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Castle-Blayney, Monaghan

Historical Description

CASTLE-BLAYNEY, a market and post-town in the parish of MUCKNOE, barony of CREMORNE, county of MONAGHAN, and province of ULSTER, 11 miles (S.E. by E.) from Monaghan, and 49 (N.N.W.) from Dublin; containing 1828 inhabitants. It derives its name and origin from Sir Edward Blayney, governor of the county of Monaghan in the reign of Jas. I., who, in consideration of the dependence of his garrison at Monaghan and Newry for a supply of provisions, which was rendered precarious by the hostility of the intervening country, received a grant of two ballybetaghs of land here, on condition of his erecting a fort between Monaghan and Newry; Castle-Blayney was accordingly erected, as a secure halting-place for the royal troops, and Sir Edward received this extensive estate, which his descendants still enjoy. The collection of habitations formed in the vicinity never, however, assumed the appearance of a town until the establishment of the linen market, and the rebuilding of the houses with stone, in the latter part of the last century, by the late noble proprietor. It is situated on the mail coach road from Dublin to Londonderry, and comprises 341 houses; is lighted by subscription, and has a respectable appearance. It consists of three streets meeting in the market-place, which is of a triangular form; and in the centre, on an elevated spot commanding every avenue, is the market-house, a very neat and ornamental building, with a spacious room on the second story, and a neat bell turret above the roof. Near the market-house are convenient shambles. The manufacture of linen, though not so extensive as formerly, furnishes employment to many persons in the surrounding districts; and there are three tanyards in the town. The principal market is on Wednesday, when considerable quantities of yarn and flax are sold: there are also markets for corn and butter on Tuesday and Friday; and fairs for live stock are held on the first Wednesday in every month. Here is a constabulary police station; also a neat sessions'-house, in which the quarter sessions for the county are held four times in the year, and petty sessions every alternate week; and a county bridewell, which affords the necessary accommodation for the classification of prisoners. The mansion of Castle Blayney, the seat of Lord Blayney, is closely adjoining, and is encompassed by a demesne of great extent and beauty, which includes the Lake of Mucknoe and some fine woodland scenery: it is a handsome modern edifice, built near the site of the old castle. The ruins of an ancient fortress in Cornero wood, on the shore of the lake, are also within the demesne. The parish church of Mucknoe is in the town; it is very neat, with a handsome spire, and the interior has been comfortably fitted up by Lord Blayney, who has also planted the churchyard with trees and evergreens. There are also places of worship for Roman Catholics, Presbyterians, and Wesleyan Methodists. The parochial school, situated here, has an average attendance of 85 children; and there is a school for girls, supported by Lady Blayney, with an average attendance of 70 children. Here is also a fever hospital.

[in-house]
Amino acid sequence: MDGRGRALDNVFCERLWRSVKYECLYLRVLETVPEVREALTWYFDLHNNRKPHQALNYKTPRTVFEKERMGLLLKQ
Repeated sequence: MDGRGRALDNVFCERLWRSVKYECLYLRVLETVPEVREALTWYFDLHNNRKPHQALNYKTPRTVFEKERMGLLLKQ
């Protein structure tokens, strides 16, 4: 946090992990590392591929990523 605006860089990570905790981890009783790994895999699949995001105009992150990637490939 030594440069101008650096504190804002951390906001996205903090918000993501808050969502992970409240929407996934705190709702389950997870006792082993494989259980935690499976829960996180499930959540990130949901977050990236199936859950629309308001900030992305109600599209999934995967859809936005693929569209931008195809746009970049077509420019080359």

Transcribed from A Topographical Dictionary of Ireland, 1840 by Samuel Lewis

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Directories & Gazetteers

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Land and Property

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